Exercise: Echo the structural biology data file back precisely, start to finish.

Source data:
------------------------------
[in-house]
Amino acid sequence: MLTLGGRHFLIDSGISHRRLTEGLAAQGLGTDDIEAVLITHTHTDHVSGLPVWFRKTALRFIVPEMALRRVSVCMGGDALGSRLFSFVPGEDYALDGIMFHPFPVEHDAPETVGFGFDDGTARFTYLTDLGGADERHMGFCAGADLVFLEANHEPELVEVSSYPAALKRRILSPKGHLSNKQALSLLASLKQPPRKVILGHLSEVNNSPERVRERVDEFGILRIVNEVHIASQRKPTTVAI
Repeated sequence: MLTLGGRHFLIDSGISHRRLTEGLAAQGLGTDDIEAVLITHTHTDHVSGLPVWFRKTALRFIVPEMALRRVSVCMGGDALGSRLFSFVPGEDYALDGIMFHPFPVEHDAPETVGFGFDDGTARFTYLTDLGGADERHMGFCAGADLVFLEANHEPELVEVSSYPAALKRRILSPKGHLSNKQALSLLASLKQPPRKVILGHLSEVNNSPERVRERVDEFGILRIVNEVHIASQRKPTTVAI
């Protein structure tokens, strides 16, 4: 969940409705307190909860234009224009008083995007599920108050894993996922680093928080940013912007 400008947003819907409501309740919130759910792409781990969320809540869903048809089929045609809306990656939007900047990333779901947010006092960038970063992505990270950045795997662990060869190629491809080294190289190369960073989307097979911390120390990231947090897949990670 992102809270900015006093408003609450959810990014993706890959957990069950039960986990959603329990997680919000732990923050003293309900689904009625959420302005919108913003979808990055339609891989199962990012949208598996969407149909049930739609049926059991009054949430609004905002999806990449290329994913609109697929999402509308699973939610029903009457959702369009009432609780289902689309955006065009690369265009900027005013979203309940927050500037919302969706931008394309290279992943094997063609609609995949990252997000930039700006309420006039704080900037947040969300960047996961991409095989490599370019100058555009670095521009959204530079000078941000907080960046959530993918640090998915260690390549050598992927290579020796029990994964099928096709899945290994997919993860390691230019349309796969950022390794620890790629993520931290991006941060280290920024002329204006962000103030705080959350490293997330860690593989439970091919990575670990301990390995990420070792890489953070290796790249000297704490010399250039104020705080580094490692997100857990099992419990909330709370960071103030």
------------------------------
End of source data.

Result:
[in-house]
Amino acid sequence: MLTLGGRHFLIDSGISHRRLTEGLAAQGLGTDDIEAVLITHTHTDHVSGLPVWFRKTALRFIVPEMALRRVSVCMGGDALGSRLFSFVPGEDYALDGIMFHPFPVEHDAPETVGFGFDDGTARFTYLTDLGGADERHMGFCAGADLVFLEANHEPELVEVSSYPAALKRRILSPKGHLSNKQALSLLASLKQPPRKVILGHLSEVNNSPERVRERVDEFGILRIVNEVHIASQRKPTTVAI
Repeated sequence: MLTLGGRHFLIDSGISHRRLTEGLAAQGLGTDDIEAVLITHTHTDHVSGLPVWFRKTALRFIVPEMALRRVSVCMGGDALGSRLFSFVPGEDYALDGIMFHPFPVEHDAPETVGFGFDDGTARFTYLTDLGGADERHMGFCAGADLVFLEANHEPELVEVSSYPAALKRRILSPKGHLSNKQALSLLASLKQPPRKVILGHLSEVNNSPERVRERVDEFGILRIVNEVHIASQRKPTTVAI
């Protein structure tokens, strides 16, 4: 969940409705307190909860234009224009008083995007599920108050894993996922680093928080940013912007 400008947003819907409501309740919130759910792409781990969320809540869903048809089929045609809306990656939007900047990333779901947010006092960038970063992505990270950045795997662990060869190629491809080294190289190369960073989307097979911390120390990231947090897949990670 992102809270900015006093408003609450959810990014993706890959957990069950039960986990959603329990997680919000732990923050003293309900689904009625959420302005919108913003979808990055339609891989199962990012949208598996969407149909049930739609049926059991009054949430609004905002999806990449290329994913609109697929999402509308699973939610029903009457959702369009009432609780289902689309955006065009690369265009900027005013979203309940927050500037919302969706931008394309290279992943094997063609609609995949990252997000930039700006309420006039704080900037947040969300960047996961991409095989490599370019100058555009670095521009959204530079000078941000907080960046959530993918640090998915260690390549050598992927290579020796029990994964099928096709899945290994997919993860390691230019349309796969950022390794620890790629993520931290991006941060280290920024002329204006962000103030705080959350490293997330860690593989439970091919990575670990301990390995990420070792890489953070290796790249000297704490010399250039104020705080580094490692997100857990099992419990909330709370960071103030």